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Canada is flashing several warning signs of a pending financial crisis



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  • The market of frothy real estate in Canada has prompted the Bank of International Settlements to note various warning signs of an anticipated financial crisis.
  • Although it is difficult to say when or even if that crisis could happen, the high credit-to-GDP gaps, debt service rates and property gaps tend to be red flags.

Canadian real estate prices have helped push Canada into a warning for a financial crisis. The Bank of International Settlements (BIS) published their quarterly overview of central banks. The assessment is an exhaustive assessment of bank indicators, looking for signs that could lead to stress at domestic banks. Canada is now flashing a warning signal for all four categories, which would normally lead to a financial crisis.

The Bank of International Settle-what?

The BIS is known as the bank for central banks. The organization based in Switzerland carries out research and advice for the 60 central banks that finance and own them. The aim is to ensure that monetary policy is "more predictable" and "more transparent". It is a club where central bankers can meet without the curious eyes of their local authorities. You know, so they can get advice from each other, that may not be so useful for ordinary people.

The BIS is one of the few organizations that marked the US for a banking crisis. Although we knew what would happen in the mid-2000s, the Great Recession would still strike in 2008. Knowing something does not mean that you can do something about it. Although some of the world's largest fund managers appreciate the warnings.

Credit-to-GDP gaps, debt service rates & property gaps

The most useful thing that the BIS produces are the Early Warning Indicators (EWI). The EWI are a series of binary indicators that are looking for rapid changes that can put the banking system under pressure. Binary indicator means that they either warn or not, there is no estimate of how severe the crisis will be. The Credit-to-GDP gap, debt service ratio and the real estate gaps are the big EWIs you want to know.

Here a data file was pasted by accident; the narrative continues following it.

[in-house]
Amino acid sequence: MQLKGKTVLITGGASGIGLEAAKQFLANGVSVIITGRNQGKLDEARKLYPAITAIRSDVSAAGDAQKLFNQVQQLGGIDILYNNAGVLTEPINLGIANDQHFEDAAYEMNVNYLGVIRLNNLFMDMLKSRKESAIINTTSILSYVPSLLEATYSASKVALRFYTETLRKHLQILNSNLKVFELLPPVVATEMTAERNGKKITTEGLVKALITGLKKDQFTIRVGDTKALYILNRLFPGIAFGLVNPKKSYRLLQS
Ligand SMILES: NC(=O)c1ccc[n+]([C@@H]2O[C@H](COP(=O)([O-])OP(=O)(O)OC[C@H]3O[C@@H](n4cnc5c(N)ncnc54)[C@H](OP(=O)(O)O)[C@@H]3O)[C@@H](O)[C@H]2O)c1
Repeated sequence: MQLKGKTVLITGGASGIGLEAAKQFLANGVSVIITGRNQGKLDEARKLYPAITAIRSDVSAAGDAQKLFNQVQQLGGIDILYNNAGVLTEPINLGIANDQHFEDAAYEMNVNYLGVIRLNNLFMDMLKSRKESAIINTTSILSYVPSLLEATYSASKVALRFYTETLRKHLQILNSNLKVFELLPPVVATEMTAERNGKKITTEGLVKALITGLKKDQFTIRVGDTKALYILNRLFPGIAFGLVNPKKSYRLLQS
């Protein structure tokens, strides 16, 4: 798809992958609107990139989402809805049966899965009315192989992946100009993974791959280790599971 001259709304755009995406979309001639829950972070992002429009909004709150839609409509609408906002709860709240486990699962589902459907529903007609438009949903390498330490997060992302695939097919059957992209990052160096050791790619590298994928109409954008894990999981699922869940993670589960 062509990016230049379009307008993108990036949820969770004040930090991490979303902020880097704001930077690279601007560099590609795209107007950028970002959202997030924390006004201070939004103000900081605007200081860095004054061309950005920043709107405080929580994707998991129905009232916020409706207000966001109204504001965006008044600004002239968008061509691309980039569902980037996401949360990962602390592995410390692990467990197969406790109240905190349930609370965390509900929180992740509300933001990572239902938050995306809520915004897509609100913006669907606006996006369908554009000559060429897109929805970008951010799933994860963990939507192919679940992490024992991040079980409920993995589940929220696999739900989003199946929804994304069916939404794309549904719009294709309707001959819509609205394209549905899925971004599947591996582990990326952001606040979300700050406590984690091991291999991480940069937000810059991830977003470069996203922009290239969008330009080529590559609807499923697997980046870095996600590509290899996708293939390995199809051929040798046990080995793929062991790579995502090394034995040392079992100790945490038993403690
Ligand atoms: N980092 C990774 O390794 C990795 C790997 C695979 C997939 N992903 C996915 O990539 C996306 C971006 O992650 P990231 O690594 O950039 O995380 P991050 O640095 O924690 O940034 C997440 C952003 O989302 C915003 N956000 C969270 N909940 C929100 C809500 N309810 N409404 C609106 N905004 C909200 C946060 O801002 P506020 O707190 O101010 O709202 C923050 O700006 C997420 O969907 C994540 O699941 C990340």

These are extensive calculations, but they are fairly simple concepts. The credit-to-GDP gap is the rate at which the credit changes, in contrast to GDP (we have actually touched a similar comment on Friday ). The debt service ratio (DSR) is the level of the debt service, which is the payments required to maintain credit in good standing. The gap in the real estate price is how fast house prices are rising. I know, your broker says that fast moving real estate prices are a good thing. The BIS thinks that this leads to bank instability.

Canada flashes three warning signs

The report of 196 pages in the BIS reports that "Canada, China and Hong Kong SAR stand out." They can not tell us when a financial crisis is going to happen. However, they indicate red or orange warning indicators. Either a warning is indicative of a financial crisis, two thirds of the time. Canada is the only country that displays warning indicators for all four categories.

BIS via Better Dwelling

The BIS is paying special attention to credit-to-GDP warnings, combined with a gap in house prices. Canada has the third highest credit-to-GDP gap, from countries that also have a gap in house prices. Only Hong Kong SAR and Switzerland are higher. Again, a higher number does not mean that the correction will be more severe. It means that the probability that the problem resolves itself is smaller.

Canadian property debt has been the primary engine of three of the four EWIs. This warning follows the US Federal Reserve, which refers to Canadian property buyers as "exuberant", UBS ranks Toronto as the largest bubble in the world and IMF expresses concern to senate . It is probably nothing.


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